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Mining New Insights In Unstructured Scientific Data

April 24, 2017

Data mining

Drowning In Data

Technology is revolutionizing science and medicine. We see, hear, and experience the results of this revolution every day. Google Analytics can now predict flu strains faster than official sources. Physicians already leverage technology to better diagnose and treat disease down to the personalized level.1 And throughout the global healthcare system, the ability to analyze patient data holds the potential to improve the quality of healthcare delivery and reduce cost significantly.2

There is no question that technology is advancing medicine in ways only dreamed of a decade ago. But there is an immense white elephant lurking in the research and clinical labs of the world.

“Science has data coming out of its ears,” Dr. Timo Hannay, Managing Director of Digital Science, noted in an article that appeared in WIRED in 2014. “Yet in this age of big data, science has a big problem,” Dr. Hannay said. “It is not doing nearly enough to encourage and enable the sharing, analysis, and interpretation of the vast swatches of data that researchers are collecting.”3

One reason is there is just too much information out there. In addition to what is already in existence, we create more than 2.5 quintillion bytes of new data every day. Put another way, that is the equivalent of 57.5 billion, 32-gigabyte iPads—or about eight iPads for every person on earth every day.4 Buried beneath all that data, however, are any number of potential breakthroughs right under our collective noses. The challenge is how to best mine the critical data currently hidden away in the countless clouds, hard drives, clinical reports and lab notes, and published reports that continue to grow at a mind-numbing pace and in formats that do not easily lend themselves to analytics… until now.

Finding the Right Information

Scientists need ways to easily search for the right data and quickly understand the relationships between sources of information. In effect, users need to be able to find the right data sources for their analysis just as easily as they can find the right product on Amazon with an intuitive search experience. “That allows for faster identification of relevant datasets across disparate systems to create a rich visual data and information continuum meant to improve scientific insights and the quality of decisions.” – Dr. Mark Demesmaeker, Vice President Scientific Analytics, at PerkinElmer.

Considering that nearly 90% of information assets in a typical enterprise currently go untapped, this semantic search experience can lead to some pretty powerful findings in the scientific, pharmaceutical, and clinical worlds.5

One company with a long history in data discovery and analysis is PerkinElmer, a global leader focused on innovating for a healthier world. PerkinElmer is the exclusive distributor of the Attivio® platform for Life Sciences that allows researchers to quickly identify and unify the relevant data sources for their analysis, including structured, semi-structured, and unstructured content, bridging proprietary and public domain sources. The platform samples critical content from the disparate sources to understand their implicit relationship and can also suggest the connection of related data sets even when those datasets do not directly reference each other. The resulting virtual “datamarts” can then be seamlessly sent to the TIBCO Spotfire® visual analytics software to generate visually intuitive, interactive displays to support further collaboration and decision making.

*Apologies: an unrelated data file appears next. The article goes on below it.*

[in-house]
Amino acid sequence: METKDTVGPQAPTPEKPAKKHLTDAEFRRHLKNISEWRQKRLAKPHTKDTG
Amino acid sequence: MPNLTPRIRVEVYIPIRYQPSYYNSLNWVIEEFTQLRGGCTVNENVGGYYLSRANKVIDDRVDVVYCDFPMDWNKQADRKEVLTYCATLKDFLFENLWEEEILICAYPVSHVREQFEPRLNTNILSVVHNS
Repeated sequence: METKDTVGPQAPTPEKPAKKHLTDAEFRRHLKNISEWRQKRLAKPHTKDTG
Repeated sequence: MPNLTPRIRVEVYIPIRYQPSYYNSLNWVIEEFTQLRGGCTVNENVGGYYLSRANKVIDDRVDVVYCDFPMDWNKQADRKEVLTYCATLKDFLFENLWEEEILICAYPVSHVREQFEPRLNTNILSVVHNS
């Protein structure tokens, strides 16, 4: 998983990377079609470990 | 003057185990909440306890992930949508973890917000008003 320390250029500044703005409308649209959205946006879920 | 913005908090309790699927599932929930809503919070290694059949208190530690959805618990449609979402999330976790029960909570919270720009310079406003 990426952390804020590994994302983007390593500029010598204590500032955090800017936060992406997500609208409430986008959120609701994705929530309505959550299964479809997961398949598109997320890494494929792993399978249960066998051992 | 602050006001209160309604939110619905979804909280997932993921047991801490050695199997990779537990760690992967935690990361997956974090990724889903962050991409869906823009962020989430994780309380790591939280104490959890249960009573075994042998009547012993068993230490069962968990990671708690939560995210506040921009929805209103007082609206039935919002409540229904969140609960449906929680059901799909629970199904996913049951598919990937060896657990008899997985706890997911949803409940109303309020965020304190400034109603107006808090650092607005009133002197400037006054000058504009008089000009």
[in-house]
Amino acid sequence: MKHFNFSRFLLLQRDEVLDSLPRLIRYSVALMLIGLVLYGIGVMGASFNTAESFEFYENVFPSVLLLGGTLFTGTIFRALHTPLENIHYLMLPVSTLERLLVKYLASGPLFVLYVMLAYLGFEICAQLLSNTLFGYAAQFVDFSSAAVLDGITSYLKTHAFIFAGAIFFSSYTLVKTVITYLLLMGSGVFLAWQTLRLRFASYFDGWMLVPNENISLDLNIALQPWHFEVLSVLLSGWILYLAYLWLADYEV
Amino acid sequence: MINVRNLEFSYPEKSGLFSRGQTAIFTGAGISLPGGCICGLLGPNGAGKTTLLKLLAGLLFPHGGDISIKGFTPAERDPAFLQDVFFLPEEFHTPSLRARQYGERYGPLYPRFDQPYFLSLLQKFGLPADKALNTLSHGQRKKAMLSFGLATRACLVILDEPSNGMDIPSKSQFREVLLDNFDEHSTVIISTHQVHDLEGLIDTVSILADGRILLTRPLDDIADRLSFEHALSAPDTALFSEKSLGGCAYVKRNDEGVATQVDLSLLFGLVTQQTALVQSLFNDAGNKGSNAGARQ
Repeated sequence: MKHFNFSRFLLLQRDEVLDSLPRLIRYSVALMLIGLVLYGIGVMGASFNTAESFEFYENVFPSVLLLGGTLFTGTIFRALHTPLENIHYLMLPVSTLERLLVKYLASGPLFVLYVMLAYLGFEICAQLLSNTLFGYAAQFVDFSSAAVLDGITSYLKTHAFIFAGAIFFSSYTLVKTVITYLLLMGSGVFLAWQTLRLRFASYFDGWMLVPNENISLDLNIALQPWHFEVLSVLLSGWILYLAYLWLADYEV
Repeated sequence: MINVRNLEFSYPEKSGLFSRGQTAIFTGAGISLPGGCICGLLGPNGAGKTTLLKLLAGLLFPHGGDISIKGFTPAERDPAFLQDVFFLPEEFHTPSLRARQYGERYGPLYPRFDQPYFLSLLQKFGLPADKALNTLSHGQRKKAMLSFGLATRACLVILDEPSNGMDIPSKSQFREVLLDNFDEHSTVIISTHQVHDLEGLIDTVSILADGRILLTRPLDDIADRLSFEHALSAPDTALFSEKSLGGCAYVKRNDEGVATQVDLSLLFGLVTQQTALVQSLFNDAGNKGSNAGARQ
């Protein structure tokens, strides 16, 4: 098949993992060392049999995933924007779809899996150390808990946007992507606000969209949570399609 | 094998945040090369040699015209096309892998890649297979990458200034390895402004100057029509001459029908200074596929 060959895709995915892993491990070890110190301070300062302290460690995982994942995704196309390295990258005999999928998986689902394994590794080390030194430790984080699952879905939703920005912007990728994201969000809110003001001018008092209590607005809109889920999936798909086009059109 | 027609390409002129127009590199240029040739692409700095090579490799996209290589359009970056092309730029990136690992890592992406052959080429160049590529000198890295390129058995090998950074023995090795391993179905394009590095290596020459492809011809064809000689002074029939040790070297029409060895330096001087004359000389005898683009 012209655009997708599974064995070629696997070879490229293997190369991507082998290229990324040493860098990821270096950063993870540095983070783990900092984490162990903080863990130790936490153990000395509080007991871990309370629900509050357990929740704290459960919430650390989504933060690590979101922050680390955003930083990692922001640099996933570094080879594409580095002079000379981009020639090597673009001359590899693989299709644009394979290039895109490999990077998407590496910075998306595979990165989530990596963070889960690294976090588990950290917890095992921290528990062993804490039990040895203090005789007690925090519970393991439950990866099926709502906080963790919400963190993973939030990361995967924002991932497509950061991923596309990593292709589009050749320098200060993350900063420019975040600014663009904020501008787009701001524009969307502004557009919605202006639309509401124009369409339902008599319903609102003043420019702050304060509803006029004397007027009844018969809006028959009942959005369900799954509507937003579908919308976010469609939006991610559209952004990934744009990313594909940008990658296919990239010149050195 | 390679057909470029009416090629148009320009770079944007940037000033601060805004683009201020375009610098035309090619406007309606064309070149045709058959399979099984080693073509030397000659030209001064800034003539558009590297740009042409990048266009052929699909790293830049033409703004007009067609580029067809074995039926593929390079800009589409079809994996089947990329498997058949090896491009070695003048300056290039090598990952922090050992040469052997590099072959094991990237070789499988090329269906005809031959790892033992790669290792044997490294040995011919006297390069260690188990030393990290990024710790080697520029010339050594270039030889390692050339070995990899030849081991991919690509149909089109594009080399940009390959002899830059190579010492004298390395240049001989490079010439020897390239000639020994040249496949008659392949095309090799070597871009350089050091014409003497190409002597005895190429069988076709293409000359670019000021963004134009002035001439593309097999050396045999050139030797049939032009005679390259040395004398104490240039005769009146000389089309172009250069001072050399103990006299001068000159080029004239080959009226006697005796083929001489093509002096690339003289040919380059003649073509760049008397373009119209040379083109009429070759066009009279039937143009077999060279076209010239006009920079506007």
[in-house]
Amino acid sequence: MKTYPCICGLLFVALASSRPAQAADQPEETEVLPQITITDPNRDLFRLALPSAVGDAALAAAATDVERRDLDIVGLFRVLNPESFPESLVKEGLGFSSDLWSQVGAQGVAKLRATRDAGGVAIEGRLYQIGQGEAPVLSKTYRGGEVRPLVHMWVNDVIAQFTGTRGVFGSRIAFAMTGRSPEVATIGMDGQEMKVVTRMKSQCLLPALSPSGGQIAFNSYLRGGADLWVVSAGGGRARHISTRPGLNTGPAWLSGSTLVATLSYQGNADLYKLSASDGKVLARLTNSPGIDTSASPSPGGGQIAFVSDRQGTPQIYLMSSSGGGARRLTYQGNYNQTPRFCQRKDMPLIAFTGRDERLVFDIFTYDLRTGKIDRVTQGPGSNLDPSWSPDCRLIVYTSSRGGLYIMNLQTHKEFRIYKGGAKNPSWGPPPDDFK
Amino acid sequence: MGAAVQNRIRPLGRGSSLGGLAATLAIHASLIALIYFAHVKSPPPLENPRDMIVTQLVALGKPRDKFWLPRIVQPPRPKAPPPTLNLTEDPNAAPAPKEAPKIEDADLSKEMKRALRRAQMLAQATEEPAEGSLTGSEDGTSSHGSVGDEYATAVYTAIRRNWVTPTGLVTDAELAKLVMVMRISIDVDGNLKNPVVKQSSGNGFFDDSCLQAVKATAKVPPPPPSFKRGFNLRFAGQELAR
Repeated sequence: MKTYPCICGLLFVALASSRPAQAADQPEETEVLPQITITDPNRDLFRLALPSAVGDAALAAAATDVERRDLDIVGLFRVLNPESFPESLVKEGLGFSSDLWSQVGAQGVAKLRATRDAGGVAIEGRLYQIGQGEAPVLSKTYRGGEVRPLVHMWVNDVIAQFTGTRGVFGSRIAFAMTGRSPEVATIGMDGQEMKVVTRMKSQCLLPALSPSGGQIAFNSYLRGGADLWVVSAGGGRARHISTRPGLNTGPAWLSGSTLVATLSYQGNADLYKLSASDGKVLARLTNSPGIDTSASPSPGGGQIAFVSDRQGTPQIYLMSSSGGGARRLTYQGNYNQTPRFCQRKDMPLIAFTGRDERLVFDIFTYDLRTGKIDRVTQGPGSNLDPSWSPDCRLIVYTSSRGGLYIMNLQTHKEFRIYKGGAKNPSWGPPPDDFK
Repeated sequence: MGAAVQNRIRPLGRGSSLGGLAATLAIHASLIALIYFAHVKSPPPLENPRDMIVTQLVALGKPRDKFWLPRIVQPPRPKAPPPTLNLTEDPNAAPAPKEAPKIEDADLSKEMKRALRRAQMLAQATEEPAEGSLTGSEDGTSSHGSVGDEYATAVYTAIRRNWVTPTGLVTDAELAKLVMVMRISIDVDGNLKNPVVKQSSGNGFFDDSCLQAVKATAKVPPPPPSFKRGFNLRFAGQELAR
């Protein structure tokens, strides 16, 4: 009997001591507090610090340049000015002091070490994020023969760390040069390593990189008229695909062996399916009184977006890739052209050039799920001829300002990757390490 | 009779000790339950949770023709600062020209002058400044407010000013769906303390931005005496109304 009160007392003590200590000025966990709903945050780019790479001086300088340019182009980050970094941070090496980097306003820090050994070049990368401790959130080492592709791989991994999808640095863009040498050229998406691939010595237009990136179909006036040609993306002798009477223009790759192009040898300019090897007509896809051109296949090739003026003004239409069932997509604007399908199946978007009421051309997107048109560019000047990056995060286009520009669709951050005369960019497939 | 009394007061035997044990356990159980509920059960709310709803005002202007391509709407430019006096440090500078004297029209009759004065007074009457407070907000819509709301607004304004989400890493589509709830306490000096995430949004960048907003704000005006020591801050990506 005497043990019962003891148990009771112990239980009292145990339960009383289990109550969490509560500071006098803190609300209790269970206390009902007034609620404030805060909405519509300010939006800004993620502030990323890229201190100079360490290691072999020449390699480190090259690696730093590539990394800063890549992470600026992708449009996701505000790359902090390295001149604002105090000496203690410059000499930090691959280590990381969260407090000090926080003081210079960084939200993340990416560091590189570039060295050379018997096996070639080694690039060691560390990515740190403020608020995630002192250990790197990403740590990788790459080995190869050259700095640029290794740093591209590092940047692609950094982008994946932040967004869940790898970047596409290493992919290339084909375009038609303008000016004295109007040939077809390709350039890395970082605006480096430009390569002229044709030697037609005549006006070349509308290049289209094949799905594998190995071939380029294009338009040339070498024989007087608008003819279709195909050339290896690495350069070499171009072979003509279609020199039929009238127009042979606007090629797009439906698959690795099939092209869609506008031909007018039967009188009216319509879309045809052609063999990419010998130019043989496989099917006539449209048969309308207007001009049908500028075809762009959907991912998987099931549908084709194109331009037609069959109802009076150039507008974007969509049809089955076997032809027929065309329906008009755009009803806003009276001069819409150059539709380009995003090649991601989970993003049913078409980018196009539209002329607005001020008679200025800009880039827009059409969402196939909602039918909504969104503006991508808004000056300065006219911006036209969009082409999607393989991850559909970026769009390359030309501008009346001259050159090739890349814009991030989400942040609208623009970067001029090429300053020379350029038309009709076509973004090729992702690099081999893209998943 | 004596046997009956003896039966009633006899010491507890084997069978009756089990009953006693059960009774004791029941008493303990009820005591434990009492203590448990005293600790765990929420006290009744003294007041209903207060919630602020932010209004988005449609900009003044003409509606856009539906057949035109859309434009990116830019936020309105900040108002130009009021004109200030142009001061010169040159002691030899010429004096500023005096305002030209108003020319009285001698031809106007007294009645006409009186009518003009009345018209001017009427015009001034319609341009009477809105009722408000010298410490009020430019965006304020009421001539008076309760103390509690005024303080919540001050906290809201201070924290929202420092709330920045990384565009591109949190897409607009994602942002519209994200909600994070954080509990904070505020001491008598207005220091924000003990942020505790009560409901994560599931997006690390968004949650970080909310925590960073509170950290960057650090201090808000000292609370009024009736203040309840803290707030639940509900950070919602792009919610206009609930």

Most of the information being created today is unstructured, being captured in free text, pdfs, emails, journal articles, and other forms that were not easily utilized for analytics – until now. The Attivio platform incorporates advanced text analytics to fully unlock unstructured data. “Using text mining with scientifically focused ontologies, unstructured data can now be structured into tabular models which are easily utilized with leading analytics platforms like TIBCO Spotfire,” Demesmaeker says.

The SciBite Connection

The latest addition to PerkinElmer’s solutions for big data is SciBite’s TERMite text analytics platform. This application enriches the text mining with dictionaries and ontologies containing millions of scientific and medically relevant terms to greatly improve the text analytics output quality.

“Basically, it uses a comprehensive scientific understanding, to extract the right information from unstructured data sources such as PubMed to empower researchers with a complete view of all relevant information versus a partial picture. Imagine asking the question “How the 84,000+ PubMed articles on Pancreatic Cancer quote CA19-9 as suitable diagnostic biomarker for a specific sub-form?” and trying to answer that by reading the top search results. The only way to really understand the full body of literature is for a computer to read all of the articles and provide text mining output for analytical and statistical analysis.” Demesmaeker says. “That is the real strength of the Attivio and SciBite expanded platform.”


  1. Eric Schadt, “The Role Of Big Data In Medicine,” McKenssey Insights, November 2015, accessed February 7, 2017.
  2. Wullianallur Raghupathi, Viju Raghupathi, “Big Data Analytics In Healthcare: Promise And Potential,” Health Information Science And Systems, December 2014, pp. 2047-2501, accessed March 3, 2017.
  3. Imo Hannay, “Science’s Big Data Problem”, WIRED, 2014, accessed February 7, 2017.
  4. Cory Vander Jagt, “Can You Find The Needle In The Haystack? Let’s Talk BI Data Discovery,” GoodData, January 28, 2015, accessed February 7, 2017.
  5. Douglas Laney, “Information Innovation Key Initiative Overview,” Gartner, April 22, 2014, accessed February 7, 2017.

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